Eighty-six percent of the motorcycle crashes involved an injury or fatality. The crashes largely fell into two similar-size categories, regardless of severity: single-vehicle or two-vehicle involving a passenger vehicle. Most of the two-vehicle crashes relevant to front crash prevention involved the front of a passenger vehicle rear-ending a motorcycle. Crashes in which a motorcycle turned into the path of an oncoming passenger vehicle or where a motorcycle traveling in the same direction as a passenger vehicle turned across its path also were counted but didn't happen as frequently as rear-enders.

Teoh estimated that front crash prevention would have been relevant to 4 percent of fatal crashes, 10 percent of nonfatal crashes with injuries and 13 percent of police-reported crashes during the period.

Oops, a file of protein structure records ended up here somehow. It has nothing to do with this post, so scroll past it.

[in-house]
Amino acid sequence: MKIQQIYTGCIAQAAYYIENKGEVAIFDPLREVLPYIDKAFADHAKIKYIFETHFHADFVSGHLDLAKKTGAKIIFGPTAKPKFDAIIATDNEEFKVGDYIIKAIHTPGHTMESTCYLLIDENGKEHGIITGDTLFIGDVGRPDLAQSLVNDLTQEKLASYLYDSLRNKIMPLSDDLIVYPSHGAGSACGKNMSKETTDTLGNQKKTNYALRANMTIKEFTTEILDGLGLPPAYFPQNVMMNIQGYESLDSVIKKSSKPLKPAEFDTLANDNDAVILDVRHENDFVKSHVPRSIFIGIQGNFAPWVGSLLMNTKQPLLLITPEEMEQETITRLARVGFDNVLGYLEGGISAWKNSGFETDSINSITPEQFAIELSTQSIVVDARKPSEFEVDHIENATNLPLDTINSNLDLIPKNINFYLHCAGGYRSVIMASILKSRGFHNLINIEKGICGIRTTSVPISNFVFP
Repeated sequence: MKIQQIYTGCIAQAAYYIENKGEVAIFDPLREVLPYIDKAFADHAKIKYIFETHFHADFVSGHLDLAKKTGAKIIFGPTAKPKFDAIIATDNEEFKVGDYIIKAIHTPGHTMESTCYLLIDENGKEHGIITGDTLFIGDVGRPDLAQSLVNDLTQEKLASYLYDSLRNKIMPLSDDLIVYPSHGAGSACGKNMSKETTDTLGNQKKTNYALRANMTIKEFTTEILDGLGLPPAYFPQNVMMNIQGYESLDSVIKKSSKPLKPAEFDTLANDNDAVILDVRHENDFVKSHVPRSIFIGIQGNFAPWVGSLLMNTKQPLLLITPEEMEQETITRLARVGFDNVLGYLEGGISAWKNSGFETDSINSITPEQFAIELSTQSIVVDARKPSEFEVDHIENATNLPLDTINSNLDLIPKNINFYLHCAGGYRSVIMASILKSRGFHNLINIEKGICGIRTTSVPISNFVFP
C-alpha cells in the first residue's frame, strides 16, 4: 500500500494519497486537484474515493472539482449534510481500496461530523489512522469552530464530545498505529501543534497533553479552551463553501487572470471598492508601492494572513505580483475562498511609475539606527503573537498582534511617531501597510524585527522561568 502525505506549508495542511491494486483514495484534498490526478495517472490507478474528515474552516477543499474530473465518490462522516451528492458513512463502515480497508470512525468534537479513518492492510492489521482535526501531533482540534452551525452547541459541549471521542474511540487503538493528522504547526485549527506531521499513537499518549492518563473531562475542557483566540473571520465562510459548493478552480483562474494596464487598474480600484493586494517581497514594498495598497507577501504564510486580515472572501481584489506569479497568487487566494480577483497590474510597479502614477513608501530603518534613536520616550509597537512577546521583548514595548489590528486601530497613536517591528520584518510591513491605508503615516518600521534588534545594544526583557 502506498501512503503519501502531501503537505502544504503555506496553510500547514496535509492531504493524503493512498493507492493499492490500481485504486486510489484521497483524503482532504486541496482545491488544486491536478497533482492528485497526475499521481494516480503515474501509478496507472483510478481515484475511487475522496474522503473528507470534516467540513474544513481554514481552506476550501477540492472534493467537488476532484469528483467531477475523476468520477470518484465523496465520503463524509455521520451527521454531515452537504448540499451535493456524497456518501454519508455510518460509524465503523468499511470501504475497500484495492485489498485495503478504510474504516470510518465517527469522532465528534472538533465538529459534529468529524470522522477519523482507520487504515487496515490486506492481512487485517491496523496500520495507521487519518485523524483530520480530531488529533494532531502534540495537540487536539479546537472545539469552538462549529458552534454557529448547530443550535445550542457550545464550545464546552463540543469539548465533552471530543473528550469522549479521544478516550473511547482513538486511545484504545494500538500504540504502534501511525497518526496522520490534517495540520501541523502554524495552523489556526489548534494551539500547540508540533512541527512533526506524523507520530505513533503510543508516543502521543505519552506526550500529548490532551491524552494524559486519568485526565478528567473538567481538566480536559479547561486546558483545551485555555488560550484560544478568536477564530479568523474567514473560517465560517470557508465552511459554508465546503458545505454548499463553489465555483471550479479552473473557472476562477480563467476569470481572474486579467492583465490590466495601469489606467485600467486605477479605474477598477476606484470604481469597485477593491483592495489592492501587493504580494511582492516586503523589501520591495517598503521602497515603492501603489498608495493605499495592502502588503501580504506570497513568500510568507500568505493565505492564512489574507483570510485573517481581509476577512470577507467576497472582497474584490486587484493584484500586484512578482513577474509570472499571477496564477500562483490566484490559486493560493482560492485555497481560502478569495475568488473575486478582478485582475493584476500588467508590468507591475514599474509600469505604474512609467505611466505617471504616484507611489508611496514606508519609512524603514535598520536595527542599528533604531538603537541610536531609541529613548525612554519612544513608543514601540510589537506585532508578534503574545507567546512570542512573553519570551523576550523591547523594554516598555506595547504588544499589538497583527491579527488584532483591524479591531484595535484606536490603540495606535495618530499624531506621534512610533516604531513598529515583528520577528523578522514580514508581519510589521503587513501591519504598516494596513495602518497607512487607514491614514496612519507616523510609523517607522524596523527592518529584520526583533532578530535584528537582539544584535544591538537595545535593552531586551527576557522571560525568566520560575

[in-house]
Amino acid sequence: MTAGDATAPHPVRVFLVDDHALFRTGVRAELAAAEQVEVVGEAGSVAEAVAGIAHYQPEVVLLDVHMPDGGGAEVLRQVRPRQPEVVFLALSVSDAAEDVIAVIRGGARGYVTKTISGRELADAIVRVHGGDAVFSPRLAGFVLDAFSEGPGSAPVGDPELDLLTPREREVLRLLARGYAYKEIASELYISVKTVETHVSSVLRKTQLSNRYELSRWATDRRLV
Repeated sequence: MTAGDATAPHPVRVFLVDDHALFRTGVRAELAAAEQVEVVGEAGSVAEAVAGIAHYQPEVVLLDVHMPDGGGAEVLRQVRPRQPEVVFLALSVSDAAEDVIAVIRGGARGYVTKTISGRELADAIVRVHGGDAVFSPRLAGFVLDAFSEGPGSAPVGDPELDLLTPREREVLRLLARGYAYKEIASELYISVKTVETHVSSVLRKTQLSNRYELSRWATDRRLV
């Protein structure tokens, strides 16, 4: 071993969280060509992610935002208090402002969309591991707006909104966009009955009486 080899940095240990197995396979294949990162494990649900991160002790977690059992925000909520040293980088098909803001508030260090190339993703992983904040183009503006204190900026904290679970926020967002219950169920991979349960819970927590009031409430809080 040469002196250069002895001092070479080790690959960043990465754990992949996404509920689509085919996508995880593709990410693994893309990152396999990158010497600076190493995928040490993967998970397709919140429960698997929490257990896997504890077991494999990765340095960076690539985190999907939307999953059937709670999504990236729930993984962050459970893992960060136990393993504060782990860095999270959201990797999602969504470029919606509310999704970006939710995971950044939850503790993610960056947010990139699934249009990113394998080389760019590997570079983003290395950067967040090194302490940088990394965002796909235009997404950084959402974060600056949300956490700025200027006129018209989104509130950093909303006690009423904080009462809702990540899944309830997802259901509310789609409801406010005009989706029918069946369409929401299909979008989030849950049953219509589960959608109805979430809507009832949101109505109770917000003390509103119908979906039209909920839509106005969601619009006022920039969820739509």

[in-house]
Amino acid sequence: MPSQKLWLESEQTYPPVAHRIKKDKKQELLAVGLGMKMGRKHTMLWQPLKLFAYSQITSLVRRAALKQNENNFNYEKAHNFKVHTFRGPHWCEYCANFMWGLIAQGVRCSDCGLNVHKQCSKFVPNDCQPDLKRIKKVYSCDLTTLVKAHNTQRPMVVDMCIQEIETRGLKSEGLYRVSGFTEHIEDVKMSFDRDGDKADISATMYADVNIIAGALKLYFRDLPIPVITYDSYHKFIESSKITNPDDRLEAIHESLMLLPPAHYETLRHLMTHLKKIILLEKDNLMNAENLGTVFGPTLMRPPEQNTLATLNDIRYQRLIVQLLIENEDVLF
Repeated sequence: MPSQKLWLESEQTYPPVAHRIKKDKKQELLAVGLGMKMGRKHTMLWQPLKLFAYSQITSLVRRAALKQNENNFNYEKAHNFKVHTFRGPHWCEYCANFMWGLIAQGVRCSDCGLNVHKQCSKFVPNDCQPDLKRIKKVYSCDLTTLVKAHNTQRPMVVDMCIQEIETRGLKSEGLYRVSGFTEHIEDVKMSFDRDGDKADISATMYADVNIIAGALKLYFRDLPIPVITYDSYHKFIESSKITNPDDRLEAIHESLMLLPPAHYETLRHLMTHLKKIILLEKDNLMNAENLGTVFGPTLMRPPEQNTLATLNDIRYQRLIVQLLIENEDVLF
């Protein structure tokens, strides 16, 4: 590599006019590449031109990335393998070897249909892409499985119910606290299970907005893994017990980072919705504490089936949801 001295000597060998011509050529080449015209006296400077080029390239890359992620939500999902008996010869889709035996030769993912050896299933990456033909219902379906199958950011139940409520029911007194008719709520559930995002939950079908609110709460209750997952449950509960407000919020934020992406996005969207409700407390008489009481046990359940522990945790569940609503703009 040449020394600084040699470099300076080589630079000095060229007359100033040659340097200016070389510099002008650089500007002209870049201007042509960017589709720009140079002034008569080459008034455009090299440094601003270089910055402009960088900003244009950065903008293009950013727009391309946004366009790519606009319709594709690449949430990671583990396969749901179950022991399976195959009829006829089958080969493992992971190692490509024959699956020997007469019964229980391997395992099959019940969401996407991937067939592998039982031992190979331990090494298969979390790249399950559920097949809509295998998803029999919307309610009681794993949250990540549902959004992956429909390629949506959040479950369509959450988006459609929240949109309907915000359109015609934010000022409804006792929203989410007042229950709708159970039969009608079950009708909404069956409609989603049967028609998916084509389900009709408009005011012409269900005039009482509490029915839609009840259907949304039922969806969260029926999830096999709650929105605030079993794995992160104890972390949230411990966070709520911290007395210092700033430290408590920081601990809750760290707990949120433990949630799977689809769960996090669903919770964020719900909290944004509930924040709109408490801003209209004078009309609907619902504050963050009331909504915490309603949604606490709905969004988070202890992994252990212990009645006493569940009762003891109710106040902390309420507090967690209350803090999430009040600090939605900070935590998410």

"These crashes represent a major opportunity for front crash prevention systems on passenger vehicles," Teoh says. "As manufacturers refine systems and design future ones, they should include the ability to reliably detect motorcyclists, along with other road users."

Lane departure warning and lane-keeping systems don't rely on detecting other vehicles, only lane markings, so they already can benefit motorcyclists. A sticking point is getting drivers to leave the systems on (see "Lane maintenance systems still a turnoff for many drivers," June 22, 2017).

Crashes relevant to lane maintenance accounted for 4 percent of fatal crashes, 3 percent of nonfatal injury crashes and 4 percent of all police-reported crashes studied. These included head-on and sideswipe crashes in which the passenger vehicle unintentionally left its lane. Same-direction sideswipe crashes in which the passenger vehicle deliberately changed lanes were relevant to blind spot detection and included 1 percent of fatal crashes, 6 percent of nonfatal injury crashes and 6 percent of police-reported crashes.

Passenger vehicle rear-ends a motorcycle

A passenger vehicle rear-ending a motorcycle is a common type of crash that front crash prevention could address.